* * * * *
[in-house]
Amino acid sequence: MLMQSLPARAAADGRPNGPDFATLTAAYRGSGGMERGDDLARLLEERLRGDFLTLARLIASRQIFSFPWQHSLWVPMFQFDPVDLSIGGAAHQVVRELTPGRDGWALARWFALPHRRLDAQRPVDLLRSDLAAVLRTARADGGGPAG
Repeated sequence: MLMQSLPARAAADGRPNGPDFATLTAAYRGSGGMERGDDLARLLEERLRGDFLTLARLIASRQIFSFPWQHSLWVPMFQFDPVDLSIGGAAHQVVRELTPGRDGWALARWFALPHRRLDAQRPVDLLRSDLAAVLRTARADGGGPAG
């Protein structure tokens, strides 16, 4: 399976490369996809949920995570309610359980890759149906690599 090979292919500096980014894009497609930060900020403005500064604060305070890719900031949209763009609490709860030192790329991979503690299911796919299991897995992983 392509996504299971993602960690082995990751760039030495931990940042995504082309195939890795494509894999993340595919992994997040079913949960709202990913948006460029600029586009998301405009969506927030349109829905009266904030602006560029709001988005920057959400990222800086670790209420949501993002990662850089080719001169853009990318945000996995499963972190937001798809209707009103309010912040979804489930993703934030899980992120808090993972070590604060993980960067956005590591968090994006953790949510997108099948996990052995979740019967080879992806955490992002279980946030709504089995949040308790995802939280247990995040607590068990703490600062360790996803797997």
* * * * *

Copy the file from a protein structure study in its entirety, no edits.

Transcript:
[in-house]
Amino acid sequence: MLMQSLPARAAADGRPNGPDFATLTAAYRGSGGMERGDDLARLLEERLRGDFLTLARLIASRQIFSFPWQHSLWVPMFQFDPVDLSIGGAAHQVVRELTPGRDGWALARWFALPHRRLDAQRPVDLLRSDLAAVLRTARADGGGPAG
Repeated sequence: MLMQSLPARAAADGRPNGPDFATLTAAYRGSGGMERGDDLARLLEERLRGDFLTLARLIASRQIFSFPWQHSLWVPMFQFDPVDLSIGGAAHQVVRELTPGRDGWALARWFALPHRRLDAQRPVDLLRSDLAAVLRTARADGGGPAG
């Protein structure tokens, strides 16, 4: 399976490369996809949920995570309610359980890759149906690599 090979292919500096980014894009497609930060900020403005500064604060305070890719900031949209763009609490709860030192790329991979503690299911796919299991897995992983 392509996504299971993602960690082995990751760039030495931990940042995504082309195939890795494509894999993340595919992994997040079913949960709202990913948006460029600029586009998301405009969506927030349109829905009266904030602006560029709001988005920057959400990222800086670790209420949501993002990662850089080719001169853009990318945000996995499963972190937001798809209707009103309010912040979804489930993703934030899980992120808090993972070590604060993980960067956005590591968090994006953790949510997108099948996990052995979740019967080879992806955490992002279980946030709504089995949040308790995802939280247990995040607590068990703490600062360790996803797997």